Cultural Kickstarter

The city’s slowly jelling Imagine 2020 cultural plan might feel difficult to unravel to us laymen, but as Arts & Venues deputy director Ginger White notes, its real challenge is in finding ways to engage both the creative community and the general community at large with limited resources. But because it’s still a step in a new — and hopefully better — direction for Denver, she’s been doing her homework, which included reading Peter Kageyama’s book For the Love of Cities after seeing him speak at last year’s Rocky Mountain CitySummit. She was so moved by the book that she immediately bought five copies for her office.

“His message is pretty broad, but it certainly has sort of an arts focus to it,” she notes. “The point is that, from a city official’s perspective, for cities to be really engaged in a community, they need to find a way to fall in love with the community. Aesthetics and art and beauty are ways in which people fall in love with their city, and that investment should be just as important as infrastructure.” How does that involve you? Find out when the 2020 Speaker Series presents For the Love of Denver, a talk with Kageyama tonight from 5:30 to 8 p.m. in the Studio Loft at the Ellie Caulkins Opera House, located in the Denver Performing Arts Complex. While in town, the author will also meet with mayoral appointees and city council members to spread his gospel. Admission to this evening’s talk is free, but registration is required in advance at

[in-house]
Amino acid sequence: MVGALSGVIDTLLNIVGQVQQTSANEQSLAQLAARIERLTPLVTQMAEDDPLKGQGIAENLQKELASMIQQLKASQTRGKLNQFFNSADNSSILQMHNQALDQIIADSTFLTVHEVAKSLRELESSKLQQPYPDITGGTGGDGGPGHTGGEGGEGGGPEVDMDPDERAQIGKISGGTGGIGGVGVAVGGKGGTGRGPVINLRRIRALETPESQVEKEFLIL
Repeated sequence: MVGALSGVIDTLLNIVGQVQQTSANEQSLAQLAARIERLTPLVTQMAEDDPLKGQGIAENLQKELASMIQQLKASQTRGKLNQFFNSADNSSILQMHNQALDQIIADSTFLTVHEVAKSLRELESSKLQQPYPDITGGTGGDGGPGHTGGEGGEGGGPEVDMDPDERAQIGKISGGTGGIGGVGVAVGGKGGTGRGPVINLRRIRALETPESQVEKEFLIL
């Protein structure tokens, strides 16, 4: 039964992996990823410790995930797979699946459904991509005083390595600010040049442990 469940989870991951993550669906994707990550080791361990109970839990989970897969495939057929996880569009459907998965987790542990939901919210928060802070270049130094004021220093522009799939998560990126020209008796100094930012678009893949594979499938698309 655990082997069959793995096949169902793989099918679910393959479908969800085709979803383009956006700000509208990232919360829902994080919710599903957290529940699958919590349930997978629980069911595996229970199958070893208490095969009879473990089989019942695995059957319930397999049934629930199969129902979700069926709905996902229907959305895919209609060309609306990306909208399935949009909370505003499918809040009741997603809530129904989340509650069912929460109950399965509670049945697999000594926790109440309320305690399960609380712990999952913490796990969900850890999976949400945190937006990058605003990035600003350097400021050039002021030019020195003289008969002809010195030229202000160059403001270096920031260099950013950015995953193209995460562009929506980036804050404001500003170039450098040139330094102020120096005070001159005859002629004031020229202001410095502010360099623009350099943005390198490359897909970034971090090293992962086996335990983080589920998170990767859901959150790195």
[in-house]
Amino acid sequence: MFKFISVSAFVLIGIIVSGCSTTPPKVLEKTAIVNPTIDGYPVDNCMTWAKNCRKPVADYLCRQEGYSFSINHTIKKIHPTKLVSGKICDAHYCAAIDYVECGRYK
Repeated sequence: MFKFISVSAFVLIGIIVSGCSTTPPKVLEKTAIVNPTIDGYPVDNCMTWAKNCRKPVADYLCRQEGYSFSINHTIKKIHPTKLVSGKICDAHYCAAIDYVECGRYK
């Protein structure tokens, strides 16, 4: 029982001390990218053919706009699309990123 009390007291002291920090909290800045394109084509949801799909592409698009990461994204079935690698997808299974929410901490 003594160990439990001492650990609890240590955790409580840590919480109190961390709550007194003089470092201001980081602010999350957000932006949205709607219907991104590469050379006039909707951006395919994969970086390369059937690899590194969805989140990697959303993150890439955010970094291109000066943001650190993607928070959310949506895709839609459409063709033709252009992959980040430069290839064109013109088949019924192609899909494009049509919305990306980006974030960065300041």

Wed., Aug. 27, 5:30-8 p.m., 2014

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Susan Froyd started writing for Westword as the "Thrills" editor in 1992 and never quite left the fold. These days she still freelances for the paper in addition to walking her dogs, enjoying cheap ethnic food and reading voraciously. Sometimes she writes poetry.
Contact: Susan Froyd